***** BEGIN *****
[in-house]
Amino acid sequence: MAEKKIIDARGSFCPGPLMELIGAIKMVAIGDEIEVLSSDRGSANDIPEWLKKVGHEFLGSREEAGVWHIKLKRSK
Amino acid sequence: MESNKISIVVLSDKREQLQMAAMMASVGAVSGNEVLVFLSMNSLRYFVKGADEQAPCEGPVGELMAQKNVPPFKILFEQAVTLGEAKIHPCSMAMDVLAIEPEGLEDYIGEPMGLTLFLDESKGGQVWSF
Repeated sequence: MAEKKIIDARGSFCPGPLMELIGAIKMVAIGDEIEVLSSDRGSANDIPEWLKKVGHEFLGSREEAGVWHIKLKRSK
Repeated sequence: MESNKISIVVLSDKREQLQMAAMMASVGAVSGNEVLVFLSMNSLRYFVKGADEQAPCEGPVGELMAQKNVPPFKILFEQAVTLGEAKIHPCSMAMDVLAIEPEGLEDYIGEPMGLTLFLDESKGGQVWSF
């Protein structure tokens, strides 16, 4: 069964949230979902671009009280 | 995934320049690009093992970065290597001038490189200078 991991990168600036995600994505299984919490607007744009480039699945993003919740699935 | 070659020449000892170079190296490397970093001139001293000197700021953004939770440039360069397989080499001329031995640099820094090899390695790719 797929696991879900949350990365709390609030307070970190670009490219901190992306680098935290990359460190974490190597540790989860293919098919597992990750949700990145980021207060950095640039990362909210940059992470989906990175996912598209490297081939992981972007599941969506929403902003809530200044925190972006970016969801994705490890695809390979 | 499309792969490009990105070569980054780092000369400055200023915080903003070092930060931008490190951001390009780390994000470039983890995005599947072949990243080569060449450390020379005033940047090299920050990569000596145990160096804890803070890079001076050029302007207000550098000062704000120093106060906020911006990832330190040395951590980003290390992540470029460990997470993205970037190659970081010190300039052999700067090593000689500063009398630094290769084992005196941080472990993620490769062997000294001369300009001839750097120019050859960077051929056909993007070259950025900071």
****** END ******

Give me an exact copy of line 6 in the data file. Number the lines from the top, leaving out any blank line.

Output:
């Protein structure tokens, strides 16, 4: 069964949230979902671009009280 | 995934320049690009093992970065290597001038490189200078 991991990168600036995600994505299984919490607007744009480039699945993003919740699935 | 070659020449000892170079190296490397970093001139001293000197700021953004939770440039360069397989080499001329031995640099820094090899390695790719 797929696991879900949350990365709390609030307070970190670009490219901190992306680098935290990359460190974490190597540790989860293919098919597992990750949700990145980021207060950095640039990362909210940059992470989906990175996912598209490297081939992981972007599941969506929403902003809530200044925190972006970016969801994705490890695809390979 | 499309792969490009990105070569980054780092000369400055200023915080903003070092930060931008490190951001390009780390994000470039983890995005599947072949990243080569060449450390020379005033940047090299920050990569000596145990160096804890803070890079001076050029302007207000550098000062704000120093106060906020911006990832330190040395951590980003290390992540470029460990997470993205970037190659970081010190300039052999700067090593000689500063009398630094290769084992005196941080472990993620490769062997000294001369300009001839750097120019050859960077051929056909993007070259950025900071």